Children have different needs as they grow and develop. Knowing the behaviors that are typical for your child at various ages makes it easier for you to address them. It’s also important for you to know how the stress of illness and hospitalization affect your child’s feelings and behaviors.
The Child Life, Education and Creative Arts Therapy Department recognizes the impact that illness, injury, disability and hospitalization have on human growth and development. Our child life specialists, child life assistants, teachers and creative arts therapists minimize this impact on patients and families by:
This information about infants, toddlers, preschoolers, school-age children and adolescents shows you what to expect and provides tips for making the healthcare experience easier for your child.
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Infancy is an exciting time for both the child and the family. Infants are able to recognize familiar objects, situations and faces. They will begin to show an interest in and react to their surroundings. Infants learn quickly that crying brings the parent or caregiver to their side, and they seek interaction with other people.
Common fears for infants can include separation from their primary caregivers; stranger anxiety; pain; parental anxiety, which is passed on to the infant; and anxiety due to either a lack of stimulation or over stimulation. These fears can be increased during a hospital or healthcare experience.
Toddlers begin to actively explore their surroundings in earnest. They seek adult companionship and begin to learn the consequences of their actions. Toddlers assert their independence, recognize ownership ("mine") and protest and say "No" even when they are compliant and cheerful. Toddlers learn about things by doing, and will express their frustration if routines are not followed.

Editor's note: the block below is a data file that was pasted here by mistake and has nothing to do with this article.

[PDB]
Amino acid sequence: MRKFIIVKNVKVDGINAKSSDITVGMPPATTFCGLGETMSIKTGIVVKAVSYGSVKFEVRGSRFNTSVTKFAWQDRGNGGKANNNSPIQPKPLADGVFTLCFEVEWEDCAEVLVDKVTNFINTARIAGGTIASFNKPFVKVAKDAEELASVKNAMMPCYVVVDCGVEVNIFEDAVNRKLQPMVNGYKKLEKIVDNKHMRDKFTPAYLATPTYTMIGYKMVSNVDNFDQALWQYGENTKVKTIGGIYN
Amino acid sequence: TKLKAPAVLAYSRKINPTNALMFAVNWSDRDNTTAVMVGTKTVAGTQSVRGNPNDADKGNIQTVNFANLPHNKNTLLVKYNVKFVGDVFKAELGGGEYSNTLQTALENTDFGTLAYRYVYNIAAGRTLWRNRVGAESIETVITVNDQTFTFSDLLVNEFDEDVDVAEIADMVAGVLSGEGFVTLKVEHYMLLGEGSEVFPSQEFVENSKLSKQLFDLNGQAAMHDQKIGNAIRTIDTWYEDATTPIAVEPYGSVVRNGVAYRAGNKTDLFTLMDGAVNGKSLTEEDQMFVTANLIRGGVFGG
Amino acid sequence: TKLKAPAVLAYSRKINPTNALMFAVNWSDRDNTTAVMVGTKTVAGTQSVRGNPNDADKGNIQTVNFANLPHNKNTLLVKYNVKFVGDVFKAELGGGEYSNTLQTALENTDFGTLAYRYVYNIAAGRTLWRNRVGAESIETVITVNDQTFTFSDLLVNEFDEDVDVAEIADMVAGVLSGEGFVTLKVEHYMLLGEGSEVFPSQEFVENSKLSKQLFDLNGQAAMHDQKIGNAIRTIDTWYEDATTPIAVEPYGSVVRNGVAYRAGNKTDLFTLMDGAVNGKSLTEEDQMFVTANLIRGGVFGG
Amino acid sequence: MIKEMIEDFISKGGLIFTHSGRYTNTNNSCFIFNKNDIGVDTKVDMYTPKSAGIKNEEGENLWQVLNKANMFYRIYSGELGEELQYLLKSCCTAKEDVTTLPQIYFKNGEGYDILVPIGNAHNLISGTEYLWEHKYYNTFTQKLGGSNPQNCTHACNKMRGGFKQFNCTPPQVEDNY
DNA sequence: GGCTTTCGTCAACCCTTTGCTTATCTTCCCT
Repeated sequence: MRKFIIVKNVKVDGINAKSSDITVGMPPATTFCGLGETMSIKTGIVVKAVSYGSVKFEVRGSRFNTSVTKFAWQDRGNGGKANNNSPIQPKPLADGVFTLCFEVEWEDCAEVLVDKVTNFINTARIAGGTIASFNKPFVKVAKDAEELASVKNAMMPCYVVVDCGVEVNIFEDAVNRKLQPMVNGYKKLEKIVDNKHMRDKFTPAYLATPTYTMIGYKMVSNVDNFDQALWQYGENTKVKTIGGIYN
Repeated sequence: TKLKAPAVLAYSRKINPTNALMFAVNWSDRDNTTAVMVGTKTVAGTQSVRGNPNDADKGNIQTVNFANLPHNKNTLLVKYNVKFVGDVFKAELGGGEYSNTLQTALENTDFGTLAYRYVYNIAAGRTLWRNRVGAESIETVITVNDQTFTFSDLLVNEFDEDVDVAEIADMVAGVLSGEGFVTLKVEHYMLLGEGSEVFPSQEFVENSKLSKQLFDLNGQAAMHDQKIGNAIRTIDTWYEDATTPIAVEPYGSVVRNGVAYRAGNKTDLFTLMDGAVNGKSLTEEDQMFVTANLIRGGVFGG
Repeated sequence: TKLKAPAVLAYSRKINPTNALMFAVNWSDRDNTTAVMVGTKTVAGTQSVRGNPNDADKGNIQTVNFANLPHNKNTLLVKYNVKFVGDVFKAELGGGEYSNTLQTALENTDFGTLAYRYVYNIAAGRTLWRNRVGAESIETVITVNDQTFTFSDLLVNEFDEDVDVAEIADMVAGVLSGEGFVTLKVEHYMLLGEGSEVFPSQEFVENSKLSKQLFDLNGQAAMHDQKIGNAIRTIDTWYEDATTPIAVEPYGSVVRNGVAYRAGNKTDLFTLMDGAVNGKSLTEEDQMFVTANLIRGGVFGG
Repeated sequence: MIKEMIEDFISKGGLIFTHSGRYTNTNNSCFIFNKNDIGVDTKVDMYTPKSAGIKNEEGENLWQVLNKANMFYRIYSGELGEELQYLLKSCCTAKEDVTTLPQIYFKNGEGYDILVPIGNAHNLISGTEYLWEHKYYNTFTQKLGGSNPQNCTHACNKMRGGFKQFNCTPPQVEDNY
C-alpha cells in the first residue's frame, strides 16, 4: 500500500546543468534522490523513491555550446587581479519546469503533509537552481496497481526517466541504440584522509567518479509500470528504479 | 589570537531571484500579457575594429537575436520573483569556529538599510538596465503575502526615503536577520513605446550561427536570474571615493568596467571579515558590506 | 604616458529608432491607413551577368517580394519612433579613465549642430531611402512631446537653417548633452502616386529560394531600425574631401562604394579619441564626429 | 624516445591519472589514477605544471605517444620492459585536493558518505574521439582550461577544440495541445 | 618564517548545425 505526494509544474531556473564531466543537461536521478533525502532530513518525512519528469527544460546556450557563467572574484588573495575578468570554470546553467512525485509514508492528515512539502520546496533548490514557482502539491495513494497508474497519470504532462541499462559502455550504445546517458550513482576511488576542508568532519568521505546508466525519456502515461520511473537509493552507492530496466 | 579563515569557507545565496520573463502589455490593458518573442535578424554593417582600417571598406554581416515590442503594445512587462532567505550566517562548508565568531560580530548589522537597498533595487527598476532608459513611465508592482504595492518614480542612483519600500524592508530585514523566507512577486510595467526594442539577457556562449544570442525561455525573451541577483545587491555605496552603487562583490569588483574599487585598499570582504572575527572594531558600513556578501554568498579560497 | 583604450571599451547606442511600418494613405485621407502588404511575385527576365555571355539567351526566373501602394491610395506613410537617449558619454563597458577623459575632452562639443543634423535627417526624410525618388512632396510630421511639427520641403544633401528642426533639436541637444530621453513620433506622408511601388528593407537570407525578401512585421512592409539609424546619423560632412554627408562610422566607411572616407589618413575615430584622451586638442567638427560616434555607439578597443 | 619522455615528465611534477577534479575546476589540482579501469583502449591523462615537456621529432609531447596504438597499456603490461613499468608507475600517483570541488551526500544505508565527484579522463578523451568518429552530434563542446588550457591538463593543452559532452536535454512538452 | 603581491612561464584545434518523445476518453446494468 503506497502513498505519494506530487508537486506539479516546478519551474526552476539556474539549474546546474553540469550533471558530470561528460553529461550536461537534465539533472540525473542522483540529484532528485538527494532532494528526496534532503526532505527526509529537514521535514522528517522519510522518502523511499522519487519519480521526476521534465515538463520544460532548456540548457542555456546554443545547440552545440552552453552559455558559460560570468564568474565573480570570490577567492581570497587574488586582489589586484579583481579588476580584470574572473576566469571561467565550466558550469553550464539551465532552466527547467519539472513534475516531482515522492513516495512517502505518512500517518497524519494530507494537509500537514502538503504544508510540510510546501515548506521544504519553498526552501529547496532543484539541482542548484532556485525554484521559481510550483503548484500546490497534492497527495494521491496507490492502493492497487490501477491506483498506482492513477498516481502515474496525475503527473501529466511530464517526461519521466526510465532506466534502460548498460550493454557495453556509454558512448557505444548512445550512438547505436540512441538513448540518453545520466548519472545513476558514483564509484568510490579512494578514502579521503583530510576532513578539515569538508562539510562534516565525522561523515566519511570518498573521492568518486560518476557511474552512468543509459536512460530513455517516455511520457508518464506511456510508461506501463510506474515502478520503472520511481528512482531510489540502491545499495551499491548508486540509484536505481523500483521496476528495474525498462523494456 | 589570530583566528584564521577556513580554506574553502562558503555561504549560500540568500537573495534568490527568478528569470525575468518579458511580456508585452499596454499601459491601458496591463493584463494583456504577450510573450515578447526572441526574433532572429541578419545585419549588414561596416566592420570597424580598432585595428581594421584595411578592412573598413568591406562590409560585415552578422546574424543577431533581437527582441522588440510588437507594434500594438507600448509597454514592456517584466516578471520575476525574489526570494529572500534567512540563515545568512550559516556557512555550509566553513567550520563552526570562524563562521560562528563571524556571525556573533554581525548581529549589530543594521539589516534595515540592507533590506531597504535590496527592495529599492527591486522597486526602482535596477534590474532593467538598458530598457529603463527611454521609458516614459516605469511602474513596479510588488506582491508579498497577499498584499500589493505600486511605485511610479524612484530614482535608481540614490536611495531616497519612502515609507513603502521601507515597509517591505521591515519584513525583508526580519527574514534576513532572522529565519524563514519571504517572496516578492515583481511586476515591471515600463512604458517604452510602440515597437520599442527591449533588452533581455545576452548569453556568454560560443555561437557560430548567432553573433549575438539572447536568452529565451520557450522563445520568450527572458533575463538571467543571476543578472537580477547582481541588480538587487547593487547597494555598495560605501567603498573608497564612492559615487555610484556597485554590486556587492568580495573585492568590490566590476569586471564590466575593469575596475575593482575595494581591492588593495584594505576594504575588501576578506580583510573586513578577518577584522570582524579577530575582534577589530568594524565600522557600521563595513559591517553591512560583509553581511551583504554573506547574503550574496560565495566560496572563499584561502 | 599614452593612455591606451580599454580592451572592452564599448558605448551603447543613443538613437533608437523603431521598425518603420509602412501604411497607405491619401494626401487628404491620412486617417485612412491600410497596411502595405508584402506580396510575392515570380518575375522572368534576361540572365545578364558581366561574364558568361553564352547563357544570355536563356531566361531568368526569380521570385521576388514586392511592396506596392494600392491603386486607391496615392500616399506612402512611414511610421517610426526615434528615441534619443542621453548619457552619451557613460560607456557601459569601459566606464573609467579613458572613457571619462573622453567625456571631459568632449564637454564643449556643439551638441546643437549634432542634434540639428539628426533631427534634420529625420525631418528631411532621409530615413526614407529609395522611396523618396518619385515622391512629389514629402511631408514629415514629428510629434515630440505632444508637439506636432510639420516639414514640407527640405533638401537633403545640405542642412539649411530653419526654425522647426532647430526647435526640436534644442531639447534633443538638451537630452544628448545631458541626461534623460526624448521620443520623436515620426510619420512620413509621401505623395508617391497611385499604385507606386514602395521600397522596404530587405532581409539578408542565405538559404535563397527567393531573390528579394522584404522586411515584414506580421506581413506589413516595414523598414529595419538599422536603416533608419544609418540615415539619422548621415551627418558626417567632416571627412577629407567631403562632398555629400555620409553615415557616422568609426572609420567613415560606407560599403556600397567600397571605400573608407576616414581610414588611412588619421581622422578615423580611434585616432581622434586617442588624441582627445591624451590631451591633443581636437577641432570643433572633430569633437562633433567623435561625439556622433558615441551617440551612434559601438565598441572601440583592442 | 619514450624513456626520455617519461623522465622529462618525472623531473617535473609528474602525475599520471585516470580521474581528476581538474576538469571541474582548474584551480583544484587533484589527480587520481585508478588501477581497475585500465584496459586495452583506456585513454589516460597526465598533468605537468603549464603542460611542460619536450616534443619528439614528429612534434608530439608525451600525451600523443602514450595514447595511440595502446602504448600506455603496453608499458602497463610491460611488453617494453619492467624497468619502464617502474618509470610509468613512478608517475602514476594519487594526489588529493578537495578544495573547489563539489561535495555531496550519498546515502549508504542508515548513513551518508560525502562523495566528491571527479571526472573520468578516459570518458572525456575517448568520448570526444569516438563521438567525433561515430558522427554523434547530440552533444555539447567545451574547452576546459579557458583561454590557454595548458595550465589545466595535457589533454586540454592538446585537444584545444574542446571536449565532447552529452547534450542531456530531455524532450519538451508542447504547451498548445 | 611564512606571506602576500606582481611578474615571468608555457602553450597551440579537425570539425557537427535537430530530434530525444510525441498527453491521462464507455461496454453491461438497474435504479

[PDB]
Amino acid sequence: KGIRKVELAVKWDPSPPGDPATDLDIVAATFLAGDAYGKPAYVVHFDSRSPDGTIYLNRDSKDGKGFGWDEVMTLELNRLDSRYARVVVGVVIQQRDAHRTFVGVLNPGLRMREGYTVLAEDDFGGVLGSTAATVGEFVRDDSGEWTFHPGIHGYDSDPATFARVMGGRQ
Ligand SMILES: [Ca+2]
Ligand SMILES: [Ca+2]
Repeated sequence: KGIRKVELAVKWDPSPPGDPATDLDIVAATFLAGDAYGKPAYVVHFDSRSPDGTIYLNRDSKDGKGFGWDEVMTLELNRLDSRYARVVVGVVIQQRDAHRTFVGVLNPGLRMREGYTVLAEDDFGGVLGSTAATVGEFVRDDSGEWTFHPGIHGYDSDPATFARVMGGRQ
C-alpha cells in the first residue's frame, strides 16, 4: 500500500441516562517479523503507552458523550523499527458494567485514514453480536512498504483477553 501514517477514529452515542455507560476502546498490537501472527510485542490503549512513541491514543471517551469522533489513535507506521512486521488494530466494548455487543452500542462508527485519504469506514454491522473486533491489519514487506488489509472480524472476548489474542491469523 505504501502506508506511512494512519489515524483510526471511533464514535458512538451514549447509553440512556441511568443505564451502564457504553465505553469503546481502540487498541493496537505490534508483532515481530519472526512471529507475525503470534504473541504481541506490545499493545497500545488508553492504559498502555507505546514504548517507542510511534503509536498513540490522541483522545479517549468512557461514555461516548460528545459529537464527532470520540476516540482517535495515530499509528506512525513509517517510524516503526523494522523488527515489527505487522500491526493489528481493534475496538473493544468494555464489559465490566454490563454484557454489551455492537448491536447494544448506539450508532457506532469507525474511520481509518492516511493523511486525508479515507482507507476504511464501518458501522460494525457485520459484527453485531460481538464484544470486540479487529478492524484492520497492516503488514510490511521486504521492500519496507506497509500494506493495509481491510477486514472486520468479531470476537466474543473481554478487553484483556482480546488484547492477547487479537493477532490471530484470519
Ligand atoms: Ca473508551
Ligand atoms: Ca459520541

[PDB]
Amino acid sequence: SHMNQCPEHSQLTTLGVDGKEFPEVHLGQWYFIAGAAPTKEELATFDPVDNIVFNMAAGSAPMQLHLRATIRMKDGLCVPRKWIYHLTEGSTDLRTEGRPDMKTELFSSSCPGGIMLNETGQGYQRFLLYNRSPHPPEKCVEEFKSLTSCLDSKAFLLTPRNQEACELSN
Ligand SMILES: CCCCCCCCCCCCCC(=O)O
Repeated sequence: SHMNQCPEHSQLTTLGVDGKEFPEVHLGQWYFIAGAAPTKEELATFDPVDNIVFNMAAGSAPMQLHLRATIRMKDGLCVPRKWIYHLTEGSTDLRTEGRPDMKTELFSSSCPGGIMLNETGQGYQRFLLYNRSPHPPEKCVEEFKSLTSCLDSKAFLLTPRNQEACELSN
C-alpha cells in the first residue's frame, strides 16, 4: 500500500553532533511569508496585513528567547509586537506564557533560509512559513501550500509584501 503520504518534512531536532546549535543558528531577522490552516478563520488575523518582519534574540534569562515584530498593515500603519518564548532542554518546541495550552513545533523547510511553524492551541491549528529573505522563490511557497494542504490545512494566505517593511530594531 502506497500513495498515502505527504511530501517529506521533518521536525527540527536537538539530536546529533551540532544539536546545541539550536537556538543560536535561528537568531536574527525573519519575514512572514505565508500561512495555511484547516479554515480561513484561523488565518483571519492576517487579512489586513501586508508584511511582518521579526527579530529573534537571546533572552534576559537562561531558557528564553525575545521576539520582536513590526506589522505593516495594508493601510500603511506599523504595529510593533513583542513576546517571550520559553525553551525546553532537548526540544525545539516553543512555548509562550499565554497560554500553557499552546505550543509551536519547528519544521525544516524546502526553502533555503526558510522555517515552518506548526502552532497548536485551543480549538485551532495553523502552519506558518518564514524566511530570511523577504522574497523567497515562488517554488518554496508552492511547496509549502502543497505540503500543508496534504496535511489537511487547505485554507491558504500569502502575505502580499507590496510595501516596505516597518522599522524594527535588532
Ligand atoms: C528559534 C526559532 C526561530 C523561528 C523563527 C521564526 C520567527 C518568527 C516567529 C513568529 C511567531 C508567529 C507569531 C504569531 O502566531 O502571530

Common fears for toddlers can include separation from their parents or primary caregivers, loss of physical and emotional control; pain, and needles. These fears can be increased during a hospital or healthcare experience.
Preschoolers love to participate in simple games, and are physically quite active and very independent. They tend to misunderstand words they hear, so misconceptions are common. Preschoolers have a limited ability to distinguish fantasy from reality and so may believe, for example, that cartoon characters are real. The ability to think and to learn develops rapidly during this time.
Preschoolers commonly fear the unknown, body mutilation, loss of body function, pain, needles, and that hospitalization or a medical procedure is a punishment. These fears can be increased during a hospital or healthcare experience.
School-aged children relate well with their peers, like to compete, and are more critical of themselves than younger children. They are able to reason, develop cause and effect concepts, and think logically. School-age children can classify and organize facts, and have an increased awareness of their own body function.
School-age children commonly fear body mutilation, loss of body function, loss of control, pain, and death. These fears can be increased during a hospital or healthcare experience.
Adolescents are mainly concerned with peer acceptance and body image. Changes in their body and sexuality are issues of great importance. Adolescents are self-centered, and believe in their own unlimited powers. "It can't happen to me" is a common theme. Rebellion against authority is another marker of being a teenager.
Common concerns of adolescents include body mutilation, loss of body function, loss of control, loss of independence and invasion of privacy. These concerns can be increased during a hospital or healthcare experience.